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12/20/94 CHARLES PEET v. BOUIE CONSTRUCTION

December 20, 1994

CHARLES PEET, SR., BURTON PEET AND EMMA PEET, HIS WIFE, HENRY NATIONS AND MYRNA NATIONS, HIS WIFE AND GLADYS PROCTOR, PLAINTIFFS-APPELLEES,
v.
BOUIE CONSTRUCTION, INC., AN ILLINOIS CORPORATION, DEFENDANT-APPELLANT.



Appeal from the Circuit Court of the 12th Judicial Circuit, Will County, Illinois. No. 92-CH-9545. Honorable Thomas M. Ewert, Judge Presiding.

Released for Publication January 25, 1995.

Present - Honorable Allan L. Stouder, Justice, Honorable Peg Breslin, Justice, Honorable Michael P. Mccuskey, Justice, McCUSKEY, J., concur. Stouder, J., dissents with opinion.

The opinion of the court was delivered by: Breslin

JUSTICE BRESLIN delivered the opinion of the court:

The plaintiffs, Charles Peet, Sr., Burton Peet, Emma Peet, Henry Nations, Myrna Nations, and Gladys Proctor, brought an action pursuant to section 5-12017 of the Counties Code (55 ILCS 5/5-12017 (West 1992)), seeking injunctive relief against the defendant, Bouie Construction, Inc. The plaintiffs alleged that the defendant was violating the applicable zoning in its use of its property. Following a bench trial, the court enjoined the defendant from conducting the complained-of activities. We affirm.

The defendant is the owner of three contiguous parcels of land. One parcel was zoned C-4 (highway commercial) at the time the defendant acquired it and has remained so. The other parcels were zoned R-3 (single family residence) at the time the defendant acquired them. The plaintiffs are the owners of properties that are all zoned residential and either adjoin portions of the defendant's land or are in the vicinity of it.

Elijah Bouie, the owner of Bouie Construction, described his business as that of a sub-contractor. The majority of his work involves concrete road paving. In 1986, Bouie moved the offices of Bouie Construction into a building on the property zoned commercial and stored some equipment in a separate building on that same property. Beginning in late 1991 or early 1992, the defendant began to expand in terms of the number of its employees, the type and size of its equipment, and the volume of its business. By 1992, the defendant had four or five 18-wheel dump body trailers and diesel tractors to pull them, two backhoes, a water truck, mobile diesel refueling tanks, a 1000 gallon diesel fuel tank, concrete road building forms, a tar tanker truck, a white panel delivery truck, 8 pick-up trucks, three concrete saws, and four large yellow pieces of GOMACO road building equipment. Many of these pieces of equipment were stored on the parcels zoned residential as well as on the parcel zoned highway commercial. At times, the defendant also rented additional construction equipment and had also stored steel rebar and mesh as well as concrete forms and converted fuel tanks at this location.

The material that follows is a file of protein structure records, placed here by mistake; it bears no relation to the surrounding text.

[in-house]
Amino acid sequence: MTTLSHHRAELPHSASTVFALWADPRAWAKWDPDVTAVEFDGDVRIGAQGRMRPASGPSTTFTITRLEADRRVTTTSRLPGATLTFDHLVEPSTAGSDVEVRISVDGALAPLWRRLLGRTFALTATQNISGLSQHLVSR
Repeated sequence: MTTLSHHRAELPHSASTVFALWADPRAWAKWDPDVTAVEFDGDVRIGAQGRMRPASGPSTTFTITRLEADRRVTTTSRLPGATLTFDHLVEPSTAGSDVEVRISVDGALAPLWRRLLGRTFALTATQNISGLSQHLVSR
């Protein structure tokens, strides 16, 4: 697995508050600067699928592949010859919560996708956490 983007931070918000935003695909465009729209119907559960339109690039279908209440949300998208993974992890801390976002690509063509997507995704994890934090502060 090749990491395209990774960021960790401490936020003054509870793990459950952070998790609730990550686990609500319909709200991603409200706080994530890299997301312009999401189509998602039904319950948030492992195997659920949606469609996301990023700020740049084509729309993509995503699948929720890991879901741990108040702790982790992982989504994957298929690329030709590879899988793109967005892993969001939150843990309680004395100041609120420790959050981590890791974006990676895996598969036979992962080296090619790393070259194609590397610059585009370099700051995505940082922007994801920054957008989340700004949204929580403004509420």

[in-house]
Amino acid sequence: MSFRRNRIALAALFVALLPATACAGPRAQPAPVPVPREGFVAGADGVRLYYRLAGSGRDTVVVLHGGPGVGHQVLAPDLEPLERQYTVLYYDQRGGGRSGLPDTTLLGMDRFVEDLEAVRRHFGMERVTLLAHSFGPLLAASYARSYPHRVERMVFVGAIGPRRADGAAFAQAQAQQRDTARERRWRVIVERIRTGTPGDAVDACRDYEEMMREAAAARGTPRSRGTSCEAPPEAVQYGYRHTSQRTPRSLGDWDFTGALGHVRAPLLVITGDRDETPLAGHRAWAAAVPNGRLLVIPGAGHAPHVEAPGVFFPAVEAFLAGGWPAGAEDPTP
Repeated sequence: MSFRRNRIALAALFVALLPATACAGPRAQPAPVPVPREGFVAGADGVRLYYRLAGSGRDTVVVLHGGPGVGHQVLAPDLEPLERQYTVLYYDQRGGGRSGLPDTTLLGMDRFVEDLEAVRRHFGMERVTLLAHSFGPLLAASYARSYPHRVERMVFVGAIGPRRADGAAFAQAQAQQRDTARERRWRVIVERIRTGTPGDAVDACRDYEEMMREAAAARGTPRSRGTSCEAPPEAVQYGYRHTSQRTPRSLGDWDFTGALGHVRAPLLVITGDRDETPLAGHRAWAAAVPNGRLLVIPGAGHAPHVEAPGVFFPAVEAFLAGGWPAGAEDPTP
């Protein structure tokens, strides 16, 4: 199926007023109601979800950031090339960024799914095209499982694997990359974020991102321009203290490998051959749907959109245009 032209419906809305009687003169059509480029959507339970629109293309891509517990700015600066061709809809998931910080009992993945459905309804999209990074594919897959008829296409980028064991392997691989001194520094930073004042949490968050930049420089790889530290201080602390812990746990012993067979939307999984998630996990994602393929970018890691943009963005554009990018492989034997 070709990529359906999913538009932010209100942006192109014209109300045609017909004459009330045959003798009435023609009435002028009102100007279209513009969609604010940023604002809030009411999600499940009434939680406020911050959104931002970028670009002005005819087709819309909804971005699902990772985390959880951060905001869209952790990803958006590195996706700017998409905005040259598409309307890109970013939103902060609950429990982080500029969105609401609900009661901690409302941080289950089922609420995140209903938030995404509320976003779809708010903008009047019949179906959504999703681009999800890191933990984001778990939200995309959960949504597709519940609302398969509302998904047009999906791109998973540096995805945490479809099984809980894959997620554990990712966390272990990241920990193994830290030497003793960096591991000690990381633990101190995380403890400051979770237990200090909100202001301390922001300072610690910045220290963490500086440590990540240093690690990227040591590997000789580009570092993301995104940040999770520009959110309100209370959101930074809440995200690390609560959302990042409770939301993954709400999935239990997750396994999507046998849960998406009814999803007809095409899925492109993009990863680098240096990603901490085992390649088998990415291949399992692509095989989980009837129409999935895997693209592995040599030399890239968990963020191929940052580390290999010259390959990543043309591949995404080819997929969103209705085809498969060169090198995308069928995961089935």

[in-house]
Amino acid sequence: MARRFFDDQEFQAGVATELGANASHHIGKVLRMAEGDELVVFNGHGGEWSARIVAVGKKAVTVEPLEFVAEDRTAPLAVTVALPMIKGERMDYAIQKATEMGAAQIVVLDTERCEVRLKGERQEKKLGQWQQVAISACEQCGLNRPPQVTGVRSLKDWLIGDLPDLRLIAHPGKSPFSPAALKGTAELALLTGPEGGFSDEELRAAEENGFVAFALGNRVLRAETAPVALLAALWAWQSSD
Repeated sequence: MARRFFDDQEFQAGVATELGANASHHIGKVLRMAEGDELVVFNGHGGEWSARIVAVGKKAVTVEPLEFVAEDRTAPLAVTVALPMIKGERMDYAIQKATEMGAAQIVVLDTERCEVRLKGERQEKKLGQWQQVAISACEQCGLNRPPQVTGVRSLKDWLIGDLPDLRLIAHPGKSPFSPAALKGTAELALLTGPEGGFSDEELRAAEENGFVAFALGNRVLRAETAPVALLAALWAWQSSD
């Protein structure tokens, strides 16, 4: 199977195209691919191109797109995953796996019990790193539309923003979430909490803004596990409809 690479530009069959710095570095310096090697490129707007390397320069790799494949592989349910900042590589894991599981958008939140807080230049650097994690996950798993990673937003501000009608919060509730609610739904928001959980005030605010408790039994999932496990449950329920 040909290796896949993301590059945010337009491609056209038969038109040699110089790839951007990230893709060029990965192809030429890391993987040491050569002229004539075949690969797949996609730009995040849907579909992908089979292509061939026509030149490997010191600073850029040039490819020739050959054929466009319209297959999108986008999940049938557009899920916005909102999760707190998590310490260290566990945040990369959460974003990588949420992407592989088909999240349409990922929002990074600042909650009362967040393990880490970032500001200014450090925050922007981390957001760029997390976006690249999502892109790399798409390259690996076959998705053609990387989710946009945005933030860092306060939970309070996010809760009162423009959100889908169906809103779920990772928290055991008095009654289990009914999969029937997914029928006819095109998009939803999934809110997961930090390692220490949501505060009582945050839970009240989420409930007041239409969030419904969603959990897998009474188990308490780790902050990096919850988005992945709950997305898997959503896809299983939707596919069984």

Testimony on behalf of the plaintiffs indicated that in general the diesel trucks and tractors would be started each morning between 5:30 and 7:00 a.m., although start times as early as 1:30 a.m. had been noted. In the winter, each truck or tractor would warm up at idle for 20-30 minutes. This idling could also be heard at other times of the day as the trucks moved back and forth between the office and the construction site. Engine work on the trucks was performed with the use of pneumatic tools. The road building equipment was cleaned by using high pressure steam and water. The 18-wheel dump bodies were cleaned by elevating the bodies 20 feet upward and banging on the floors with metal sledge hammers or shovels to loosen the dirt which was then washed away with high pressure sprayers. Diesel smoke and fumes from the property caused neighboring residents to seek refuge indoors.